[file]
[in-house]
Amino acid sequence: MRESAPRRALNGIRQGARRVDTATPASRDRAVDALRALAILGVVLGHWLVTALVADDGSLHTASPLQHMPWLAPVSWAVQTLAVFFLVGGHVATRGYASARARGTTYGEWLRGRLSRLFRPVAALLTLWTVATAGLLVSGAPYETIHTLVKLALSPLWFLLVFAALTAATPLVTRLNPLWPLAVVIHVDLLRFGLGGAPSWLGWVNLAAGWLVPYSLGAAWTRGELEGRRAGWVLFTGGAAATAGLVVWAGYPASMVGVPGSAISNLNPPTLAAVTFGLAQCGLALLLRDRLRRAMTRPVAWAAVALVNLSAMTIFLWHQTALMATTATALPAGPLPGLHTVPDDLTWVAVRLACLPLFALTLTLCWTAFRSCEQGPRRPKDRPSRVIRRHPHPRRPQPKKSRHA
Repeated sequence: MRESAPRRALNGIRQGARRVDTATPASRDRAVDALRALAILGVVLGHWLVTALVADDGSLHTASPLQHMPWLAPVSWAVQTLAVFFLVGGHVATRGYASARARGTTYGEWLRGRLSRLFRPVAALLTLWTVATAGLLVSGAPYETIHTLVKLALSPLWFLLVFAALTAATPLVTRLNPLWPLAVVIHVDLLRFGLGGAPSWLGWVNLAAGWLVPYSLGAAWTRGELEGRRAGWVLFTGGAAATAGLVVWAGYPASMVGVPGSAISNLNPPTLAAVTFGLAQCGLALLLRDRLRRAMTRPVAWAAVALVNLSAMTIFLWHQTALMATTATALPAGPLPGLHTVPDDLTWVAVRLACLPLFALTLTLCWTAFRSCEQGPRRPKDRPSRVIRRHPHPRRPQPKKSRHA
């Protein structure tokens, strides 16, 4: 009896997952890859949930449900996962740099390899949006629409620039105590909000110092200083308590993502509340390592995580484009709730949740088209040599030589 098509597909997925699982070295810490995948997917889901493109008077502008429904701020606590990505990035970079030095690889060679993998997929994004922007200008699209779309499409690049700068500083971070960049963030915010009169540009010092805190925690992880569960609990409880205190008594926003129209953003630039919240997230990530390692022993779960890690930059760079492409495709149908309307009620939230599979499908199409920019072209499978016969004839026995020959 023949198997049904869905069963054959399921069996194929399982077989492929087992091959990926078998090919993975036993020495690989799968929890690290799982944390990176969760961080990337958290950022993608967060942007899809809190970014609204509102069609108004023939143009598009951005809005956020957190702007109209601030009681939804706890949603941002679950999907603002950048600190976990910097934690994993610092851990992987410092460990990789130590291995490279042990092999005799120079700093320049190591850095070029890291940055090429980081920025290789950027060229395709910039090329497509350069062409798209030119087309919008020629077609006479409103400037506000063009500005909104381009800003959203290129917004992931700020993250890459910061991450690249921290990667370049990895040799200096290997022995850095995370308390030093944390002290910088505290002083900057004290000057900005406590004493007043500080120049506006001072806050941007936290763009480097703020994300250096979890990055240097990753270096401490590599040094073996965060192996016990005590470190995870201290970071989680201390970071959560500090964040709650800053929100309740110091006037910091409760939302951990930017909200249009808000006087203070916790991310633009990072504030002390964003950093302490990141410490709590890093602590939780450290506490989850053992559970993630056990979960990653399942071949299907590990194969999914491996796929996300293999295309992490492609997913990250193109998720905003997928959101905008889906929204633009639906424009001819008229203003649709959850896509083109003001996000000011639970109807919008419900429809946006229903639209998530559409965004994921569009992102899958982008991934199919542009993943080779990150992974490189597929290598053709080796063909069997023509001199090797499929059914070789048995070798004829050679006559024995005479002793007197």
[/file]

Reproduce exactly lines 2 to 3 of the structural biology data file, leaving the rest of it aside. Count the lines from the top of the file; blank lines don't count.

Amino acid sequence: MRESAPRRALNGIRQGARRVDTATPASRDRAVDALRALAILGVVLGHWLVTALVADDGSLHTASPLQHMPWLAPVSWAVQTLAVFFLVGGHVATRGYASARARGTTYGEWLRGRLSRLFRPVAALLTLWTVATAGLLVSGAPYETIHTLVKLALSPLWFLLVFAALTAATPLVTRLNPLWPLAVVIHVDLLRFGLGGAPSWLGWVNLAAGWLVPYSLGAAWTRGELEGRRAGWVLFTGGAAATAGLVVWAGYPASMVGVPGSAISNLNPPTLAAVTFGLAQCGLALLLRDRLRRAMTRPVAWAAVALVNLSAMTIFLWHQTALMATTATALPAGPLPGLHTVPDDLTWVAVRLACLPLFALTLTLCWTAFRSCEQGPRRPKDRPSRVIRRHPHPRRPQPKKSRHA
Repeated sequence: MRESAPRRALNGIRQGARRVDTATPASRDRAVDALRALAILGVVLGHWLVTALVADDGSLHTASPLQHMPWLAPVSWAVQTLAVFFLVGGHVATRGYASARARGTTYGEWLRGRLSRLFRPVAALLTLWTVATAGLLVSGAPYETIHTLVKLALSPLWFLLVFAALTAATPLVTRLNPLWPLAVVIHVDLLRFGLGGAPSWLGWVNLAAGWLVPYSLGAAWTRGELEGRRAGWVLFTGGAAATAGLVVWAGYPASMVGVPGSAISNLNPPTLAAVTFGLAQCGLALLLRDRLRRAMTRPVAWAAVALVNLSAMTIFLWHQTALMATTATALPAGPLPGLHTVPDDLTWVAVRLACLPLFALTLTLCWTAFRSCEQGPRRPKDRPSRVIRRHPHPRRPQPKKSRHA